Bush's Reform Would Unleash Familiar Monster

In its proposal for banking reform, the administration is seeking the removal of all the checks and balances that have characterized the United States financial system for 60 years.

Advocacy of removing the barriers between banking and commerce is no less than a call for the formation of conglomerates like the Japanese zaibatsu-/keiretsu in the United States.

From another perspective, the Treasury Department proposals are tantamount to asking the Michael Milken types to take over the U.s. financial system.

It is not very surprising, therefore, that the big banks, the foreign banks, the big brokerage firms, and the large corporations have either been quiet or supportive of the measure. Nor is it surprising that the smaller entities in the financial community are expressing concern and outrage.

Elimination of Barriers

The Treasury Department is suggesting, and Congress seems to be endorsing, that industrial corporations be allowed to buy banks. It is further suggesting that the distinctions between corporate finance activities in the brokerage and banking industries be eliminated.

Also, the Treasury wants the financial boundaries established by the states removed so that large nationwide banking organizations can be created.

The Treasury is only willing to allow companies with a lot of capital to have expanded powers under the new system. Moreover, the Treasury wants to reduce the available amount of FDIC insurance, which would result in the concentration of deposit funds in the hands of the largest institutions.

Shift in Accounting

Also, it appears that the Treasury wants to establish new accounting rules that would make these new organizations freer to pursue their operations. In a move reminiscent of the passage of the Garn-St Germain Act, which greatly expanded banking powers, the Treasury apparently wants to adjust the rules to the system's desires.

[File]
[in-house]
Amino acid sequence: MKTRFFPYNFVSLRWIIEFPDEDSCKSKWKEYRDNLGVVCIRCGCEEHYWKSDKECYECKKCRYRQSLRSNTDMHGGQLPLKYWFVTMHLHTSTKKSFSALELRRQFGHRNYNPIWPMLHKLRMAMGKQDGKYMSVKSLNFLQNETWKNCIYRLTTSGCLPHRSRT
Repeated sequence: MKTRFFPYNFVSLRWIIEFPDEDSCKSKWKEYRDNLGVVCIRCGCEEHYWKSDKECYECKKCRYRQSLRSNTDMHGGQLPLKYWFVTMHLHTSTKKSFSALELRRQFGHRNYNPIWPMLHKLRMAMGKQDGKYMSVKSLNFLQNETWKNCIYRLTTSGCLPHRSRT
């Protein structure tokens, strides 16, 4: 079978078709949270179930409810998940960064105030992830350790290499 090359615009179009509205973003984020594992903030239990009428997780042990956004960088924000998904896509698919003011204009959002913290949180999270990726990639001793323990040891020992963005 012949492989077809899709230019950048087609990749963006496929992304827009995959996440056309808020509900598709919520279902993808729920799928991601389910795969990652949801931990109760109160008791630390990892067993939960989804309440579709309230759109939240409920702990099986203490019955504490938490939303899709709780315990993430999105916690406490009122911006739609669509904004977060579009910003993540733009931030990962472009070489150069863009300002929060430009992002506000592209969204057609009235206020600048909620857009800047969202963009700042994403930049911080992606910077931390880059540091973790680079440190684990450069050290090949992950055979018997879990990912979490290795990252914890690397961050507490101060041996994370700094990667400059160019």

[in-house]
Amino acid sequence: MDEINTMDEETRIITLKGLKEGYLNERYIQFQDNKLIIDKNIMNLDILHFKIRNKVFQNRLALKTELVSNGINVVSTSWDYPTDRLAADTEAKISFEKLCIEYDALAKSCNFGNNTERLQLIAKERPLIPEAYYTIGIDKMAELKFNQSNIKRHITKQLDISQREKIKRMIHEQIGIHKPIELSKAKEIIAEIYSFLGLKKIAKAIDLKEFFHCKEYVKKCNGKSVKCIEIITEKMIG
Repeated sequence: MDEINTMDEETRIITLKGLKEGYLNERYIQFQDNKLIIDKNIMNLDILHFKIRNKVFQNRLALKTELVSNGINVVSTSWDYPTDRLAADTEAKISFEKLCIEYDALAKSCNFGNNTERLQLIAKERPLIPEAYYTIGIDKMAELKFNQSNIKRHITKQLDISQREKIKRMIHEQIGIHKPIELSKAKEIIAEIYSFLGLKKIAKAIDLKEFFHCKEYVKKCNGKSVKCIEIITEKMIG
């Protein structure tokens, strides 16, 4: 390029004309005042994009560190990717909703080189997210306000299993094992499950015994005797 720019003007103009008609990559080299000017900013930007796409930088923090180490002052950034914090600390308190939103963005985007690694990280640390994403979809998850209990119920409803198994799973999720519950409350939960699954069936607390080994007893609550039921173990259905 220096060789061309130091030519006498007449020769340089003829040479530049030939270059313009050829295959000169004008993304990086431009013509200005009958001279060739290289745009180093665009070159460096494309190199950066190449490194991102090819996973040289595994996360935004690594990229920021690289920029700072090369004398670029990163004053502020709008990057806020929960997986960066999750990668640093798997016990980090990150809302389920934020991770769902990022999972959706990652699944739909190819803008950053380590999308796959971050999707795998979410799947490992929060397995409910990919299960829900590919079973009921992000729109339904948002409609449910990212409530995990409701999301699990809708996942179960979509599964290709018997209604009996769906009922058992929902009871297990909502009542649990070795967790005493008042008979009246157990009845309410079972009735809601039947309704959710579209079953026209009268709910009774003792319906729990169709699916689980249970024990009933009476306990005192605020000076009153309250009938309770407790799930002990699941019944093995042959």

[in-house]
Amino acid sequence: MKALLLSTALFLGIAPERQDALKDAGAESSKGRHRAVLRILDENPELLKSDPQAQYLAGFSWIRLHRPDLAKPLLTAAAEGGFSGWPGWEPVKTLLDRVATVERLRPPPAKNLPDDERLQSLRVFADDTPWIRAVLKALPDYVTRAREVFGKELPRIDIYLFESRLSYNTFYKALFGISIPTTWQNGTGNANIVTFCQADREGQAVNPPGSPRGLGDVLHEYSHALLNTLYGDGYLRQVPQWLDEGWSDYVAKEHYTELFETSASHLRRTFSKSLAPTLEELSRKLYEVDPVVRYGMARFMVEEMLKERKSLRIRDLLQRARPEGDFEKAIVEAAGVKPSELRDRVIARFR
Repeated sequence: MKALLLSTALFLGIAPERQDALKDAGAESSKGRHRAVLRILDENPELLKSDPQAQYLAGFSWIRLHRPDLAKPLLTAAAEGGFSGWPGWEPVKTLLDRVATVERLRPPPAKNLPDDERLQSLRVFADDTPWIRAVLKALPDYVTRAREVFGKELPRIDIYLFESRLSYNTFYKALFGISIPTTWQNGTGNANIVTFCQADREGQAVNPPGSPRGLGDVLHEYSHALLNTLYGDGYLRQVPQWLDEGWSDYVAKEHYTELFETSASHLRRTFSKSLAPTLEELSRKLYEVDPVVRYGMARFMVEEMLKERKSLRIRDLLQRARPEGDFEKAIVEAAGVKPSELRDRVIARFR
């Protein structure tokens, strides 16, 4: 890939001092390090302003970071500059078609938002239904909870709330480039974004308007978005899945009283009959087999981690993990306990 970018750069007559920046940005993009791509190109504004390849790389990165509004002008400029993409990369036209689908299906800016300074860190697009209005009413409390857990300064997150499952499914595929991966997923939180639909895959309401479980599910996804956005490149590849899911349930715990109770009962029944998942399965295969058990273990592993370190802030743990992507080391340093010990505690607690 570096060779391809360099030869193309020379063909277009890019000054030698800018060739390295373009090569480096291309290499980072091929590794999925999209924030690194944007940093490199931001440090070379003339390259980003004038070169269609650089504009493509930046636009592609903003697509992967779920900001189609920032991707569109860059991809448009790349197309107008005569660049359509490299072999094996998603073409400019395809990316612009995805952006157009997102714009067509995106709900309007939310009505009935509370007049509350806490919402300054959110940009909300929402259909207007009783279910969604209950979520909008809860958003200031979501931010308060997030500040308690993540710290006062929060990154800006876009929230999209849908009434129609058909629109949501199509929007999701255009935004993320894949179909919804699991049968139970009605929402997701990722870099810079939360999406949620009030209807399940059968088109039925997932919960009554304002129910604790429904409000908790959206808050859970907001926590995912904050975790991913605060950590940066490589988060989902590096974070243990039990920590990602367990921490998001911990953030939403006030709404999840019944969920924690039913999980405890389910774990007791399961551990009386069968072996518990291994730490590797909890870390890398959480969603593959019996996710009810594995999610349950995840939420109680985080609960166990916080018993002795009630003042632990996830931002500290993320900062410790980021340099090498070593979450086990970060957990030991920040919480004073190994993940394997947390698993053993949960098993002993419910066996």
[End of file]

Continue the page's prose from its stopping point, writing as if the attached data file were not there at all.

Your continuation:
This new mechanism would be regulated, in essence, by one superregulator - the United States Treasury. Under the new system, Federal Reserve Board powers would be severely diminished and other competing regulatory agencies would be "blown away."

The government therefore wants big banking and industrial organizations to be created similar to the German banks or Japanese keiretsu. This is not a unique desire relative to what has happened in American history. This was the system operative in this country many times in the past. Each time, however, it resulted in massive excesses and a sharp reaction from the American public.

An Age-Old Problem

It was the system that John Adams, our second President, complained about when he wrote, "Our whole banking system I ever abhorred, I continue to abhor, and shall die abhorring." It was the concentration of power that President Andrew Jackson and the locofocos of the time raged against in the battle to eliminate the Second Bank of the United States.

It was this type of alignment that gave rise to the Robber Barons that Matthew Josephson wrote about. It was the system that Senator Carter Glass and the New Dealers of the 1930s believed created the Depression; the one they tried so hard to eliminate by instituting careful checks and balances against excessive power.

It is the system that Michael Milken almost re-established in the 1980s by linking the international money markets to a junk bond mechanism that then took over American corporations. It is a system that concentrates massive economic and financial power in a small number of hands.

Strange Bedfellows

If this legislation were in place today, the following could happen. American Telephone, Citibank and Goldman Sachs could merge. With their massive capital base, they could then obtain special powers from the Treasury Department that other more weakly capitalized institutions could not have. They could purchase a nationwide banking system to obtain funds from the American consumer.

The new company AmerCiti Gold would be able to self-deal. It could make loans to its wholly owned subsidiaries at "appropriate" rates and could fund the operations of captive suppliers and preferred customers in larger fashion than Sears and General Electric already do today. Moreover, it would not be controllable by any local authorities, just the Treasury Department that set the whole system up.

Perhaps upon close reading of the Treasury Department's Banking proposal, one might find some restraints that would mitigate this staggering concentration of power. However, if it is not there, Congress and the American people might want to consider if they really want to create such a monolith and at the same time throw out 200 years of legislation to stop it from happening.

Mr. Bove is a banking consultant with the Bove Group in Chatham, N.J.

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